An important part of managing employees is to address performance issues. A performance issue can affect the individual employee's work as well as that of other employees. For instance, if you have an unproductive worker, his lack of initiative can cause other workers to become demotivated or overextended as they try to make up his slack. Address employee performance issues as soon as possible to keep your company running efficiently.
Commit yourself to a hands-on approach when dealing with your employees while still allowing them space in the work environment. This is sometimes called a participative leadership style where you allow employees independence while staying engaged in the work process. As leadership consultant David Ferrers states, "In participative leadership, the leader becomes a facilitator." This increases the chance that you'll notice performance issues immediately, so that you can address them in a timely fashion. Appoint a project or department leader who can help you keep track of employee performance if necessary.
Hire an employee management consultant. A third-party may see work situations from a neutral viewpoint and help you make changes to resolve performance issues. Discuss certain employee issues that may have legal repercussions with this consultant or a lawyer before addressing the problem directly with the worker.
Take note of specific occurrences or results from each employee that could indicate a performance issue. Speak to the employee as soon as possible to explain the problem and how you would like the employee to improve. Ask if the worker has special circumstances that could be contributing to the problem, such as lateness due to another obligation before work and provide suggestions that could help resolve the issue.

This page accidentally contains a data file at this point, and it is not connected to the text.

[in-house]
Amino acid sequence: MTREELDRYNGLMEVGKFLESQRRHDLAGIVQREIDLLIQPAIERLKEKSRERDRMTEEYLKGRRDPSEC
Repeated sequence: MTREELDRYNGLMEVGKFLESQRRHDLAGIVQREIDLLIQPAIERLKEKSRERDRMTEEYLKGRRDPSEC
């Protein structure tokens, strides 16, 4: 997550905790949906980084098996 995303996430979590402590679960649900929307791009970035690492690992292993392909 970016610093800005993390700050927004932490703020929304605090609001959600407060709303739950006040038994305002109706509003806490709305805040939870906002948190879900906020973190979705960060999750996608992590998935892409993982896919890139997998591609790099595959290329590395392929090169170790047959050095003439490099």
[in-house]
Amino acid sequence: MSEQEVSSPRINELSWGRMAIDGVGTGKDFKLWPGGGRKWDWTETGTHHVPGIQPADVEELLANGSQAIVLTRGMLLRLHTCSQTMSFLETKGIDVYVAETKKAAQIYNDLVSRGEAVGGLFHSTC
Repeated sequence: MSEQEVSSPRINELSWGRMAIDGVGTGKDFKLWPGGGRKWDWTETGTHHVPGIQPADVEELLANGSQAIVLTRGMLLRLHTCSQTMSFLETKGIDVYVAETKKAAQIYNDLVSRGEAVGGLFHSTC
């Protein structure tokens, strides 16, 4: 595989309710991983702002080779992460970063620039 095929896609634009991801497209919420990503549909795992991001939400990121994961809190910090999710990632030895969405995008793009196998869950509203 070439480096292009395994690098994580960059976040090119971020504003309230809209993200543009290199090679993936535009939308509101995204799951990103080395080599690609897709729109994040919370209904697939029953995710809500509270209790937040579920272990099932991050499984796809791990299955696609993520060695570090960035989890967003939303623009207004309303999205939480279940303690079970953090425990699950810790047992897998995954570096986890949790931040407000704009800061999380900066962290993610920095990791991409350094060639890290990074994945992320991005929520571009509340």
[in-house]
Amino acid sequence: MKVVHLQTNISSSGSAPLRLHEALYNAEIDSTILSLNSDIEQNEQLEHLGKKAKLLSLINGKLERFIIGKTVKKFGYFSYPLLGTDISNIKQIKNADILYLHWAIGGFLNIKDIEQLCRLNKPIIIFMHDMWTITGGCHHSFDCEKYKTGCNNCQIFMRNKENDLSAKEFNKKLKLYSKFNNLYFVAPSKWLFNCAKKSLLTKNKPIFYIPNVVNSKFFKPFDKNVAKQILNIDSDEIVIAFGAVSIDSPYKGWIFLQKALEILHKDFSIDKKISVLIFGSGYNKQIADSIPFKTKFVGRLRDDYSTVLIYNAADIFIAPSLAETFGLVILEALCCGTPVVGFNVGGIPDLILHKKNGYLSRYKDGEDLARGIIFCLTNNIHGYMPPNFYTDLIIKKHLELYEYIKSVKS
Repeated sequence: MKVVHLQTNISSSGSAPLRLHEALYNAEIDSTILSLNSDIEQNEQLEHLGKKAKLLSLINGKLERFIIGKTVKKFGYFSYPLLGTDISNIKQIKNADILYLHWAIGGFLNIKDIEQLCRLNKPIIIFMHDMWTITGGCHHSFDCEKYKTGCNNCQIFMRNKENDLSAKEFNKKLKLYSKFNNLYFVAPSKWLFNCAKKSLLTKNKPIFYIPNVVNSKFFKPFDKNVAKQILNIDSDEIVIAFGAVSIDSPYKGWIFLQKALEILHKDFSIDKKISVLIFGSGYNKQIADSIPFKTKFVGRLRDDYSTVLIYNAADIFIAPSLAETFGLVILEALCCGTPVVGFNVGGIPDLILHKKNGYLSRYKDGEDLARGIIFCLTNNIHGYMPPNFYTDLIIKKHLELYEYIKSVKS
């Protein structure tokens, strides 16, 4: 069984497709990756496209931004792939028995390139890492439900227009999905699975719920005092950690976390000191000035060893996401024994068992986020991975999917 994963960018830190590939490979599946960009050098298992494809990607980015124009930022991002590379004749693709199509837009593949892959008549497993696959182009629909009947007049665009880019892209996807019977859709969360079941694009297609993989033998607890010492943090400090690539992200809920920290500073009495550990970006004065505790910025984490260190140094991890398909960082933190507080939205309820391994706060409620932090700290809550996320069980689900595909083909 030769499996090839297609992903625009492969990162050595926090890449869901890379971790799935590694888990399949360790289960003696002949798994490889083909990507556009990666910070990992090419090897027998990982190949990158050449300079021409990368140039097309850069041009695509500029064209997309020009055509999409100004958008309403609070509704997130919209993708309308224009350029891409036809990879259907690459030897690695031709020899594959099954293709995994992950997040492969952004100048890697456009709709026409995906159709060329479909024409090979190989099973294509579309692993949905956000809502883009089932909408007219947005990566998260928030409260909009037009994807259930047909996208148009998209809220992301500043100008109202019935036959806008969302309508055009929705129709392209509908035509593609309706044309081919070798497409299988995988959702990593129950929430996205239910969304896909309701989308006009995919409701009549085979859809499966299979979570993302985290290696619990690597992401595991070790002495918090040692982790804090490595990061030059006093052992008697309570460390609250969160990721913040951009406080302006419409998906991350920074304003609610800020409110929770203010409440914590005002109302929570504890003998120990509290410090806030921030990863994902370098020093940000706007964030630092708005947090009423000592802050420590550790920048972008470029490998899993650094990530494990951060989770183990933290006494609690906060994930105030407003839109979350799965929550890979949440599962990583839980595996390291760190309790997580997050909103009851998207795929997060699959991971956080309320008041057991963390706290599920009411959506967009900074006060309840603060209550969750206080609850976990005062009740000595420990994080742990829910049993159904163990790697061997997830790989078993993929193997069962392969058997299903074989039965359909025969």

Schedule regular employee performance review meetings to address employee performance issues over a period of time. Discuss the employee's work over the previous period, including success and the areas where you would like the employee to improve.
Set individual face-to-face meetings with employees who have conflicts with each other that affect productivity at the workplace. Request information from each party separately on the issue then bring them together to talk and resolve the conflict. Suggest ways that each employee can improve communication to eliminate performance issues. If necessary, establish team building exercises and events to strengthen bonds between employees.
Louise Balle has been writing Web articles since 2004, covering everything from business promotion to topics on beauty. Her work can be found on various websites. She has a small-business background and experience as a layout and graphics designer for Web and book projects.